US federal debt is projected to reach nearly twice the size of the economy in 2050, driven by the massive fiscal response to the COVID-19-induced recession, the Congressional Budget Office (CBO) said Monday in a report.
"Even after the effects of the 2020 coronavirus pandemic fade, deficits in coming decades are projected to be large by historical standards," the report said, expecting the federal deficit to increase from 5 percent of US gross domestic product (GDP) in 2030 to 13 per cent in 2050, reports Xinhua.
The projected budget deficits will boost federal debt from 98 per cent of GDP in 2020 to 195 per cent of GDP in 2050, just below twice the economy's total size, according to the CBO.
"High and rising federal debt makes the economy more vulnerable to rising interest rates and, depending on how that debt is financed, rising inflation," the report said, warning the growing debt burden also raises borrowing costs and increases the risk of a fiscal crisis.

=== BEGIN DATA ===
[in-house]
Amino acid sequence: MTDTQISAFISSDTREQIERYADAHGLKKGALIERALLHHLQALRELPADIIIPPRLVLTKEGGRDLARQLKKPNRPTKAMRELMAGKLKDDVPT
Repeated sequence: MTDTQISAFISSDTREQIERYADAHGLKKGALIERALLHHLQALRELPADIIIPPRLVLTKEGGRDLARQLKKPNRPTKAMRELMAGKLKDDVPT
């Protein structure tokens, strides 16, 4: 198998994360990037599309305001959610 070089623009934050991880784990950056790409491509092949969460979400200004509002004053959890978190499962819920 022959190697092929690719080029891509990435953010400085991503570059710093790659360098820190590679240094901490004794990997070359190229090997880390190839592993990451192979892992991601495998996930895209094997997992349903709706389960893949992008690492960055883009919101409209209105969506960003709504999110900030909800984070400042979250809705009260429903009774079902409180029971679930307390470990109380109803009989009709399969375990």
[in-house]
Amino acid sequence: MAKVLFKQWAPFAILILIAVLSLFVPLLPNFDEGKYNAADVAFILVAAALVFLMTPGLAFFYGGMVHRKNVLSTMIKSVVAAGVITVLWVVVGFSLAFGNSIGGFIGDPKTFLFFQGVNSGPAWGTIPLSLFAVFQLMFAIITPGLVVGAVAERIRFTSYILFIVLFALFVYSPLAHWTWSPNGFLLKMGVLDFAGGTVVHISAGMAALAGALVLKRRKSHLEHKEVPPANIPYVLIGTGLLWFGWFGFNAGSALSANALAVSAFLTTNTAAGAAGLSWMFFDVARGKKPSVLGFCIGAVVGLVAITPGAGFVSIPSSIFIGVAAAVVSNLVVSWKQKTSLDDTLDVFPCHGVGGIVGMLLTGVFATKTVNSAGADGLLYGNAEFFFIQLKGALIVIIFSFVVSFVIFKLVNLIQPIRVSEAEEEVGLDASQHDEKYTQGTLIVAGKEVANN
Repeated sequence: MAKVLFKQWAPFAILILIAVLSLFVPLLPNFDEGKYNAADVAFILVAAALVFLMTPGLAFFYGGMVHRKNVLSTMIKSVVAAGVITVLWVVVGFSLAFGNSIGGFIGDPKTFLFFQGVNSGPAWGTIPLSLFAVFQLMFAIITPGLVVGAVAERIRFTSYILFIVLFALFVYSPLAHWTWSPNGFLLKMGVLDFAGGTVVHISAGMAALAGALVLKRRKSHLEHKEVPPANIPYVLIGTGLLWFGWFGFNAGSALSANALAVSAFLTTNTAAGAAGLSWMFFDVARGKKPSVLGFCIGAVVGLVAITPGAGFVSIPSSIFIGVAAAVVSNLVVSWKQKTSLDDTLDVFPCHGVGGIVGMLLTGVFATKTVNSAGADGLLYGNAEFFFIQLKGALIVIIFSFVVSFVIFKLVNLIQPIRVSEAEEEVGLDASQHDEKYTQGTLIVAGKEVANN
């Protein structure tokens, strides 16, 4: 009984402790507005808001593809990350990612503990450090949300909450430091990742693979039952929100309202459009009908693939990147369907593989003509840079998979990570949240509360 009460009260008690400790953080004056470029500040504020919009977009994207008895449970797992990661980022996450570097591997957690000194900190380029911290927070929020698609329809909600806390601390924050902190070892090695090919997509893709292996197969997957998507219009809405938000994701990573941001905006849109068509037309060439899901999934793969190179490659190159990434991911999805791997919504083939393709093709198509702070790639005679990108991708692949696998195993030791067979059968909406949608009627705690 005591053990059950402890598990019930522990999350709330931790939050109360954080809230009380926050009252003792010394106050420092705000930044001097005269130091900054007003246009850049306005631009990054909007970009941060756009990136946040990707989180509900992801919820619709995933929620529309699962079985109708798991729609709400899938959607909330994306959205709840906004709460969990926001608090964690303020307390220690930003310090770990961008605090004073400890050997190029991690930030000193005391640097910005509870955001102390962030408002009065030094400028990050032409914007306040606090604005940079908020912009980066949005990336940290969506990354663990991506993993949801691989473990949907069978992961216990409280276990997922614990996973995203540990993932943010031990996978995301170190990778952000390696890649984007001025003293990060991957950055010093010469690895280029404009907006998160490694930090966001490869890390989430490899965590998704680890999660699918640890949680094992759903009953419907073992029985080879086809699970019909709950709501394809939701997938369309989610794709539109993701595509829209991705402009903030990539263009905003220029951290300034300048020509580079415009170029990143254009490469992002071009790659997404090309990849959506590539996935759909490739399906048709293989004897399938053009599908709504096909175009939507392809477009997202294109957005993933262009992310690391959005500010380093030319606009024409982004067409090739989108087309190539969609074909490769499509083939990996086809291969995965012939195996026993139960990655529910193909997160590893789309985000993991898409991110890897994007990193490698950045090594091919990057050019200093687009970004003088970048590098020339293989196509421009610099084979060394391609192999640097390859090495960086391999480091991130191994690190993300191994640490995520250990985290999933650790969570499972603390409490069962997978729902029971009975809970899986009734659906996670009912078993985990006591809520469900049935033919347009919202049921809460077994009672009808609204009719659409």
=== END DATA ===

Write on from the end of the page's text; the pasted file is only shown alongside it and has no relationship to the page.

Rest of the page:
"CBO's report shows 30 straight years of trillion-dollar deficits that grow and grow, leaving no doubt that we're on a dangerous and unsustainable fiscal path," Michael A. Peterson, CEO of the Peter G. Peterson Foundation, said Monday in a statement.
"Unfortunately, the coronavirus crisis has simply accelerated an already unsustainable fiscal trajectory, because of its devastating effect on the economy and the necessary legislative response," Peterson said.
"Once we have emerged from the pandemic, it will be more important and urgent than ever for our leaders to manage our debt, to ensure that America is more prepared for the future, better positioned for widespread and inclusive growth, and meeting our moral obligation to future generations," he added.
The International Monetary Fund also warned in June that the US public debt is on an unsustainable path, and policy adjustments are needed to lower the fiscal deficit and to put public debt on a gradual downward path over the medium term.